From Tarifa we went to Algericas with the plan to go to Granada in the afternoon. But Aft Ang Aglay we ended up getting sunburned and missing the last bus to Granada so we took a detour to Malaga. Melanie was very unhappy with the sunburn. It was her first one ever and so she was trying to wrap her head around the idea of how people can live a life where sunburns are normal things. She was shocked at how much they hurt.
In Malaga we met up with a friend of hers who is studying there. After getting off on the wrong foot (the first thing she said to me was -translated- "Damn, dude what an accent") she gave us a night tour of the city. We climbed the mountain/fortress and looked out at the moon over the Mediterranean with boats twinkling in the distance and I decided to forgive her. She and Melanie spoke a lot of French together and I was able to get a very general gist of it.
From Malaga to Granada and then to Cordoba. I don't care what the Catholic Church says, I think building a Cathedral inside the Mosque was a cultural crime. The Church has a pamphlet where they describe how they are so great since by making the Mosque into a Cathedral they were able to preserve the Mosque. Since you know, NOT messing up the biggest Mosque in Europe is just out of the question. The whole tone of the little pamphlet really ticked me and Melanie off since it just tried to justify the fact that they ruined and horribly disrespected the site. But the Mosque is so great that even though it has been adultered by the Church it is still the most beautiful building I've ever entered. Pictures do not do it justice.
It was Monday when we were in Cordoba so everything else of touristy interest was closed, we did find the statue of Maimonides though, so a small victory. Cordoba was odd, it was like going to an amusement park that only had one amazing ride. Yes, the ride's amazing but...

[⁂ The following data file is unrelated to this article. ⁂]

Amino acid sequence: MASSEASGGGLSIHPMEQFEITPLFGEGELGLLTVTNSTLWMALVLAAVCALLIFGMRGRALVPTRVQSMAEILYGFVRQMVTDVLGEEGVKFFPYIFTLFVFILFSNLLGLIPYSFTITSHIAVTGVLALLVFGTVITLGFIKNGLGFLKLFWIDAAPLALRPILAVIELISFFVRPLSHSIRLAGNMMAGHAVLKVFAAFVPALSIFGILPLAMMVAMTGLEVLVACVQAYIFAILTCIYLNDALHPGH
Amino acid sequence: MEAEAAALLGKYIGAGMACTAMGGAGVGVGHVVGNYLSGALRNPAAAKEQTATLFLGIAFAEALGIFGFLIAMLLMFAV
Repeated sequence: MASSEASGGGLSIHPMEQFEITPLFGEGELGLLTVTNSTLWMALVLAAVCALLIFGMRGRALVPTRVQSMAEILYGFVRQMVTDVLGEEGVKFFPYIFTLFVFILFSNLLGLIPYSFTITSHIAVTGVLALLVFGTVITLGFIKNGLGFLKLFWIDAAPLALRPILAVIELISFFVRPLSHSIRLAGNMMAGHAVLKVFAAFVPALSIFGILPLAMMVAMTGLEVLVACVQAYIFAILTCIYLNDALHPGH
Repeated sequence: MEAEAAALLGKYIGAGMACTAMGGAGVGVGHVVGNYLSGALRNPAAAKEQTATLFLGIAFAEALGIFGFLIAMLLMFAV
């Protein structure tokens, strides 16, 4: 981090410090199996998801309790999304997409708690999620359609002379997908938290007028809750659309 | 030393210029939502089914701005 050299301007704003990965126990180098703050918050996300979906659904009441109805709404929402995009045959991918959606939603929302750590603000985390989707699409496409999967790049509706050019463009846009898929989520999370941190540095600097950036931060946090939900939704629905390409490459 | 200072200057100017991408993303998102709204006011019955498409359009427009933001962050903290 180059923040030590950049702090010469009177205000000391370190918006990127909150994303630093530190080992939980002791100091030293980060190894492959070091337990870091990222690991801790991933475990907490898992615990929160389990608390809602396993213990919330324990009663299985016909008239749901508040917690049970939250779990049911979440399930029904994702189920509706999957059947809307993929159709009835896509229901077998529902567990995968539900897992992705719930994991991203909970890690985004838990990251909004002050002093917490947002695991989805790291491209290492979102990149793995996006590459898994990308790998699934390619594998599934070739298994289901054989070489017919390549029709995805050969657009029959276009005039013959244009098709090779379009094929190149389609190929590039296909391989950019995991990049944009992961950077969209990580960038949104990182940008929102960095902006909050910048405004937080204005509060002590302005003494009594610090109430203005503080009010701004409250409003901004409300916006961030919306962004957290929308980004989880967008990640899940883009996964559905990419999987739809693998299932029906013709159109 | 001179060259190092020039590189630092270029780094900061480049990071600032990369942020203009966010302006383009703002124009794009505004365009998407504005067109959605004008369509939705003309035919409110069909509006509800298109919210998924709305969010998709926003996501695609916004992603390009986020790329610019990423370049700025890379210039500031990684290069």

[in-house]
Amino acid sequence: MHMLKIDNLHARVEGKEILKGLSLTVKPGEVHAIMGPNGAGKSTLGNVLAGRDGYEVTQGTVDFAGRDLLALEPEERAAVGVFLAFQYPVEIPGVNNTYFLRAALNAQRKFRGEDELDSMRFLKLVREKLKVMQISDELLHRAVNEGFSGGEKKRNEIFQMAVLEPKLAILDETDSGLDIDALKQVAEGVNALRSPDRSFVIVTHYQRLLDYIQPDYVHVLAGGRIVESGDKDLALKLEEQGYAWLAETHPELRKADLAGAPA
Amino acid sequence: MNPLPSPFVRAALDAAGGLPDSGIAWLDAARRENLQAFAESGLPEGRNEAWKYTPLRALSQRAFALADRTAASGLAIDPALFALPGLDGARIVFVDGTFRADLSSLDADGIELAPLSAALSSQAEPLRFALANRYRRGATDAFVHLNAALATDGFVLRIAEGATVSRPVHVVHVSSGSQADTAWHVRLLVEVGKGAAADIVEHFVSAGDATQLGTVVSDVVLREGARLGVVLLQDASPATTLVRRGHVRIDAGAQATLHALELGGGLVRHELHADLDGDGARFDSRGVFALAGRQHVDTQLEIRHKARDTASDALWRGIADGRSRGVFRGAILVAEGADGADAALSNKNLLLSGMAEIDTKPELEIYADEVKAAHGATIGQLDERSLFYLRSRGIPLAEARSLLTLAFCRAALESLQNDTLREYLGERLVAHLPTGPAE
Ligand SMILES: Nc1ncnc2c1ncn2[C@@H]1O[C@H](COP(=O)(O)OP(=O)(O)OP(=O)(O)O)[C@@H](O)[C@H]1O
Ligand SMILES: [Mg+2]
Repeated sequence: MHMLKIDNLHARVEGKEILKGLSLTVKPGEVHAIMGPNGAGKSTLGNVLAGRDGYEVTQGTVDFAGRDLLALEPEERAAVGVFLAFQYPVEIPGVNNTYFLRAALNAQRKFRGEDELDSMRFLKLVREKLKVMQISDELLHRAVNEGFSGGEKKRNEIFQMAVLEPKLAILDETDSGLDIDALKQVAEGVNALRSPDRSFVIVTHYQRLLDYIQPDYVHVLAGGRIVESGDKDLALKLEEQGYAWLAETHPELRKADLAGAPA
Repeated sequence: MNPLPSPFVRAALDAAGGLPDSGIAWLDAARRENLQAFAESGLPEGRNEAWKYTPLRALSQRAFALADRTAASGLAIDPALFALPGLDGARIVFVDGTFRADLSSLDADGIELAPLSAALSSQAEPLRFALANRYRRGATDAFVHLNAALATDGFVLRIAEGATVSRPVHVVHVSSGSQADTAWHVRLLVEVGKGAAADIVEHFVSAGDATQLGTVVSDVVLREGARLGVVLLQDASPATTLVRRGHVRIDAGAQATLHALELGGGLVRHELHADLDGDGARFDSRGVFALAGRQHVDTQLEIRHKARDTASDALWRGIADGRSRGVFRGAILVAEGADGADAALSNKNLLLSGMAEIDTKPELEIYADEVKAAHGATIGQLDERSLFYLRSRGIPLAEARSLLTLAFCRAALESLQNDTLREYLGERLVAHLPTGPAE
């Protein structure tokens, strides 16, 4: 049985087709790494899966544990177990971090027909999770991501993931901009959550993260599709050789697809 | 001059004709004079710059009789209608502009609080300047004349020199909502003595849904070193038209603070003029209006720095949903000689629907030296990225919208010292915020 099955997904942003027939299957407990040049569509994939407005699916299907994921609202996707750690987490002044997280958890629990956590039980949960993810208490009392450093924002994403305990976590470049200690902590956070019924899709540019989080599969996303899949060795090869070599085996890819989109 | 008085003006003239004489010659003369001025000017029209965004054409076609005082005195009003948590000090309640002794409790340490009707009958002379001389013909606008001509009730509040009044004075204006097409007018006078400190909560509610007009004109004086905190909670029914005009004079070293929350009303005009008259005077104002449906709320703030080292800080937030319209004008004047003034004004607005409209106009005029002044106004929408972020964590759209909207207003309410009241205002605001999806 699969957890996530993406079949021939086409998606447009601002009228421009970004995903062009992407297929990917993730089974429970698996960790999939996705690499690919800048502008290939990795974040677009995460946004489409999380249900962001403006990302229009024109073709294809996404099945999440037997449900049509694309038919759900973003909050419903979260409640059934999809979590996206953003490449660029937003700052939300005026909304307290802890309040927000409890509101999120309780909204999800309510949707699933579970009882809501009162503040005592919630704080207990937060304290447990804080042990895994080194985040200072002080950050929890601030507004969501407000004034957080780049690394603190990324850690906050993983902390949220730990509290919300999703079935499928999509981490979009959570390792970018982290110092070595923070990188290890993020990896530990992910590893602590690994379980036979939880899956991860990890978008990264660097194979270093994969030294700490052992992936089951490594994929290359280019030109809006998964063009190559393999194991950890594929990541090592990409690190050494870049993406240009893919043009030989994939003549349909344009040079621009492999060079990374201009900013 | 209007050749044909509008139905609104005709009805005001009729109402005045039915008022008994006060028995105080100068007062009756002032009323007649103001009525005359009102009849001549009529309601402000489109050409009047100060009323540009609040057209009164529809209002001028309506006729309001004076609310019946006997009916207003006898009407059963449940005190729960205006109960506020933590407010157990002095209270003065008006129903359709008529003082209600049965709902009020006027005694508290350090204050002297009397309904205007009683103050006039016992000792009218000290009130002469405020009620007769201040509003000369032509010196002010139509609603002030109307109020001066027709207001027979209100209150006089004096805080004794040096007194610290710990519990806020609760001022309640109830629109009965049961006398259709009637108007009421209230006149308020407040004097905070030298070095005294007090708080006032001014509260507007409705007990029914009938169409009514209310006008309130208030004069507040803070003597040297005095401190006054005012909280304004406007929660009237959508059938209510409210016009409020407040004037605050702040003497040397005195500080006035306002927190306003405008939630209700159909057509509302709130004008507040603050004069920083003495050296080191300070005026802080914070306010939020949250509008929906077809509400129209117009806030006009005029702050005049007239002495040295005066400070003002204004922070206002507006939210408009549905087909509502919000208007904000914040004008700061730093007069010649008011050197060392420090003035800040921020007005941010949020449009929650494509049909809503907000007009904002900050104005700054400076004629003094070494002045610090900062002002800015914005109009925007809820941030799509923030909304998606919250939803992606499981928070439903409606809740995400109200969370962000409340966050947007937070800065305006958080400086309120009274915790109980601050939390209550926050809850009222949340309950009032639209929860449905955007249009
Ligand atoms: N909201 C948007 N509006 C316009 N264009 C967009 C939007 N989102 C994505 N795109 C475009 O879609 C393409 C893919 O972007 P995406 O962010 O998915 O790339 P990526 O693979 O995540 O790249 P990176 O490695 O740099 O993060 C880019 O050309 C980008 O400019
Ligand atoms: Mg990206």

From Cordoba we finished up in Seville. We had a great tour given by an American just out of college guy who had a lot of energy and love of the city. The odd thing about Seville is that besides the Cathedral there isn't much else that's tall. Seville is a city on a human scale and seeing it from above does not do it justice. The beauty in the city is in its alleyways and tree-canopied plazas. We checked out the Museum and Archives of the Americas where Melanie will probably spend a good chunk of her life as that's what she studies. We saw the neighborhood Macarena, and we both joked about the song since we are tourists. We were too beat to really explore Seville but the tour and a little of our own wandering has given me a taste and I want more.
In short, Andalusia seems like it might be more my speed than Castilla y Leon. God I miss Granada.
Oh and we slept in our tent in camp grounds for 4 of the nights. A quick point about tent buying, when one person in the relationship is about 5'3 and the other is 6'1, the shorter one should not be sent to pick up a tent with the only instruction of "the cheapest one we can get." I would love to post some of the photos of our little home next to the other tents, but my camera isn't working so I can't. I will say that the tent was an ideal size match for her. Me not so much. I also learned that there is a difference between "camping" and "roughing it". I always thought "roughing it" is what people meant when they said camping, as in no running water, no one else around, lost in the forest somewhere with bears. My camping experience